Can you imagine discovering a priceless work of art in your own home? It may sound like a fairytale, yet it has happened more than once.
Experts estimate that a rare and previously undiscovered picture of Polish-born pianist and composer Fryderyk Chopin (more widely known today as Frédéric) is worth millions of dollars. The painting, which is heavily damaged, was purchased almost 28 years ago for a few hundred zlotys (a little over $75) at an antiques market in a tiny town near Lublin, in eastern Poland. The current owner, a man named Maciej, who is only 30 years old, purchased it from his uncle. He commissioned an expert to appraise the rare find, a little oil painting of the famed romantic composer, estimated to be valued up to 650 million euros (around $780 million) by the Chopin Institute. Frédéric Chopin was a famous composer. He was a child prodigy, composing his first piano piece at the age of seven. He was widely regarded as one of the master composers. His piano music made a profound impact on subsequent generations of artists and on our civilization.
When Maciej initially learned of the canvas’s potential worth, he was so shaken up that he crashed his car into a ditch. The anonymously signed portrait is believed to be from the 1840s, not long before the renowned pianist’s death and when he was already gravely sick with tuberculosis, a potentially fatal infectious illness that attacks the lungs in particular. It was a prevalent sickness in those days, taking many lives. The little oil on canvas is one of just a handful believed to have been painted of Chopin during his lifetime. It portrays the musician in his natural, unadorned state, showing him as a frail man with poor health.
A similar fairytale was revealed in 2019. A medieval masterpiece was discovered in a French kitchen, entitled “Christ Mocked.” The painting was owned by an elderly lady from the town of Compiegne. She had kept the unique artwork in her kitchen above her hotplate that was being used to make meals, believing it to be a Greek holy symbol. The woman, who is in her 90s, had hired someone to appraise the contents of her home, since she had to move, and all of her things were on sale. The auctioneer encouraged the lady to consult specialists about the artwork. It was believed to have been painted by Florentine artist Cimabue (1240 – 1302) in 1280.
Cimabue was an Italian painter and mosaic creator, and he was among the first famous Italian artists to depart from the Italo-Byzantine style, referring to religious works made in Italy that are copies or imitations of typical Byzantine icons but are painted by artists unfamiliar with Byzantine methods. He was Giotto’s instructor. Cimabue painted the Maestà in 1280 for the church of San Francesco in Pisa. This work developed a style that later renaissance masters followed, most notably Giotto and Duccio di Buoninsegna.
Although the artist is primarily recognized as Giotto’s instructor, he was also prominent throughout the early years of the Italian Renaissance. There are just 11 of his paintings in existence. This particular panel had been missing since the 18th or early 19th century. The panel appears to be a companion to two other panels of nearly identical size: the Flagellation in the Frick collection in New York and the Virgin and Child with Two Angels in the National Gallery in London. This long-lost masterpiece from the 13th century has been auctioned by Dominique Le Coent from Acteon Auction House in Paris for over 24.2 million Euros ($26.8 million), only months after it was found. It was sold for more than four times its pre-sale estimate. According to the auction house, the picture was the last purchased by an unidentified bidder from northern France.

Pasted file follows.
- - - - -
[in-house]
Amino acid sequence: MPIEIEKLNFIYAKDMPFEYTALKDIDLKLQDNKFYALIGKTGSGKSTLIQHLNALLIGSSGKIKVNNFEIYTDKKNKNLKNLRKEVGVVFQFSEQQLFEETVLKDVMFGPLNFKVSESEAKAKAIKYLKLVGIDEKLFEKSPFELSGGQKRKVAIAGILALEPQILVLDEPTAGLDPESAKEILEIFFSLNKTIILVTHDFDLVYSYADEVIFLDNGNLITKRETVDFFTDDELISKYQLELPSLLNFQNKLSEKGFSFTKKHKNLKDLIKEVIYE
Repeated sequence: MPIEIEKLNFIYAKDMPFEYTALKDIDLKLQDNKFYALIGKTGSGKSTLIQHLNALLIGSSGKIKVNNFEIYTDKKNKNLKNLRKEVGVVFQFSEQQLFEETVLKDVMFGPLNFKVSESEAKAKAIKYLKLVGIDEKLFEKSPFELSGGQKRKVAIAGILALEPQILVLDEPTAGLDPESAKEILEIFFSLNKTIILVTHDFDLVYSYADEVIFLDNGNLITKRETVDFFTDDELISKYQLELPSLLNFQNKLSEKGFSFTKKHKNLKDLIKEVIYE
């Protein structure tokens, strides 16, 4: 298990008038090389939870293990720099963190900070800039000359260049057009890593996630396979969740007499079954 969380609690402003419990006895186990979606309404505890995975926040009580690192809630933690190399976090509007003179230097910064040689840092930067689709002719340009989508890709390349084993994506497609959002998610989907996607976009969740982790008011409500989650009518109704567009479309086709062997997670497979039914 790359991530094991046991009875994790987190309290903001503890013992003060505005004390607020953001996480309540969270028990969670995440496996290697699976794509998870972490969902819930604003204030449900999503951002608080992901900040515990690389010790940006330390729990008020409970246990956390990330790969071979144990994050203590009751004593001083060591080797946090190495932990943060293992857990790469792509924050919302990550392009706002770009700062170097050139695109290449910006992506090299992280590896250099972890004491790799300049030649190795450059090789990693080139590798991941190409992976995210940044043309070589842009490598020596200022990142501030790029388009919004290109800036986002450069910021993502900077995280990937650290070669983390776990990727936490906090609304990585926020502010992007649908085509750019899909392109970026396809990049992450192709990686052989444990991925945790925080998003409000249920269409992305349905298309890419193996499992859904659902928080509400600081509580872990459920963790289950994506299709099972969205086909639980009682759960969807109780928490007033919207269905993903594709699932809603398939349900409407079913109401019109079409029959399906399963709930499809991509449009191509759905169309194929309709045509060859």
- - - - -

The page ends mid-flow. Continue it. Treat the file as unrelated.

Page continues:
The 16th-century Dutch painter Otto van Veen’s masterpiece “Apollo and Venus” was unearthed in a closet in Iowa. In February 2016, Robert Warren, executive director of Hoyt Sherman Place, a historic home in Des Moines, Iowa that is currently being used as a theater and meeting space, was looking for some Civil War-era flags to commemorate President’s Day. That was when a staff member directed him to a storeroom under the second-story balcony of the theater. He found a huge painting jammed between a table and a wall while he was there. He didn’t believe it was worth anything. He was uncertain as to the story behind the painting being in that closet. It ended up being worth over $4 million. Warren decided not to sell it but to display it in the Hoyt Sherman Place Gallery.
The painting was a work by Otto van Veen (c.1556 – 1629), also known as Otto Venius or Octavius Vaenius, who worked mostly in Antwerp and Brussels during the late sixteenth and early seventeenth centuries. He is most well-known for maintaining a large studio in Antwerp, publishing multiple emblem books, and serving as Peter Paul Rubens’ teacher from 1594 through 1598. Apollo and Venus are seen in the painting, together with Venus’ son Cupid. Venus, the Roman Goddess of Love, Beauty, and Fertility, is shown as a landscape painter with a little picture of Pegasus on the horizon. Apollo is the Roman God of Music and Poetry. He is seen carrying a lyre. Cupid is the Roman God of Affection, Desire, and Romantic Love. Veen was an artist who created Emblem books. Humanism is a recurring element in many of his works. He was fond of painting cherubs and enacting philosophers’ love mottos, and he encouraged a large number of other artists to do the same. He had a significant influence on the young Rubens, another titan of art in our history.
So, next time you discover a mysterious old piece of artwork somewhere, don’t just throw it out. For all you know, it could be worth million.